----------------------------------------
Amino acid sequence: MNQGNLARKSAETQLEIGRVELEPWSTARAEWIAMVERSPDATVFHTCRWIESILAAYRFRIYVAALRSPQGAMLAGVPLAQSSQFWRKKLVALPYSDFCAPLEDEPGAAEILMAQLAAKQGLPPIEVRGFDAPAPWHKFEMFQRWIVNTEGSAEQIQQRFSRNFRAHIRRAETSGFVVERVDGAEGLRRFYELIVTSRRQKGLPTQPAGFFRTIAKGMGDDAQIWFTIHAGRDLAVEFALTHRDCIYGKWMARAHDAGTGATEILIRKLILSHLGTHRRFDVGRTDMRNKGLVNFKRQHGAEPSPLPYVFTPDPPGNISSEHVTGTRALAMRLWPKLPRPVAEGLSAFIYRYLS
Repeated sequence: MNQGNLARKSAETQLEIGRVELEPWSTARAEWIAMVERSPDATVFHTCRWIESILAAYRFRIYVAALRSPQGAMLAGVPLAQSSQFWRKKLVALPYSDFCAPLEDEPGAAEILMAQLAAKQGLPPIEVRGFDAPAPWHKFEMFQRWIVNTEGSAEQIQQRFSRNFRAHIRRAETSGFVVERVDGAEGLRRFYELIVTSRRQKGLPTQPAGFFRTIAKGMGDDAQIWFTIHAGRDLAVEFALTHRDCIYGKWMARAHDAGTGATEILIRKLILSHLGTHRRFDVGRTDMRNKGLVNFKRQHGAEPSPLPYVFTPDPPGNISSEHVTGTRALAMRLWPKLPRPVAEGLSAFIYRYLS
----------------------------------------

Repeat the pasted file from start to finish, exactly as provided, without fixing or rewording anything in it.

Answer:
Amino acid sequence: MNQGNLARKSAETQLEIGRVELEPWSTARAEWIAMVERSPDATVFHTCRWIESILAAYRFRIYVAALRSPQGAMLAGVPLAQSSQFWRKKLVALPYSDFCAPLEDEPGAAEILMAQLAAKQGLPPIEVRGFDAPAPWHKFEMFQRWIVNTEGSAEQIQQRFSRNFRAHIRRAETSGFVVERVDGAEGLRRFYELIVTSRRQKGLPTQPAGFFRTIAKGMGDDAQIWFTIHAGRDLAVEFALTHRDCIYGKWMARAHDAGTGATEILIRKLILSHLGTHRRFDVGRTDMRNKGLVNFKRQHGAEPSPLPYVFTPDPPGNISSEHVTGTRALAMRLWPKLPRPVAEGLSAFIYRYLS
Repeated sequence: MNQGNLARKSAETQLEIGRVELEPWSTARAEWIAMVERSPDATVFHTCRWIESILAAYRFRIYVAALRSPQGAMLAGVPLAQSSQFWRKKLVALPYSDFCAPLEDEPGAAEILMAQLAAKQGLPPIEVRGFDAPAPWHKFEMFQRWIVNTEGSAEQIQQRFSRNFRAHIRRAETSGFVVERVDGAEGLRRFYELIVTSRRQKGLPTQPAGFFRTIAKGMGDDAQIWFTIHAGRDLAVEFALTHRDCIYGKWMARAHDAGTGATEILIRKLILSHLGTHRRFDVGRTDMRNKGLVNFKRQHGAEPSPLPYVFTPDPPGNISSEHVTGTRALAMRLWPKLPRPVAEGLSAFIYRYLS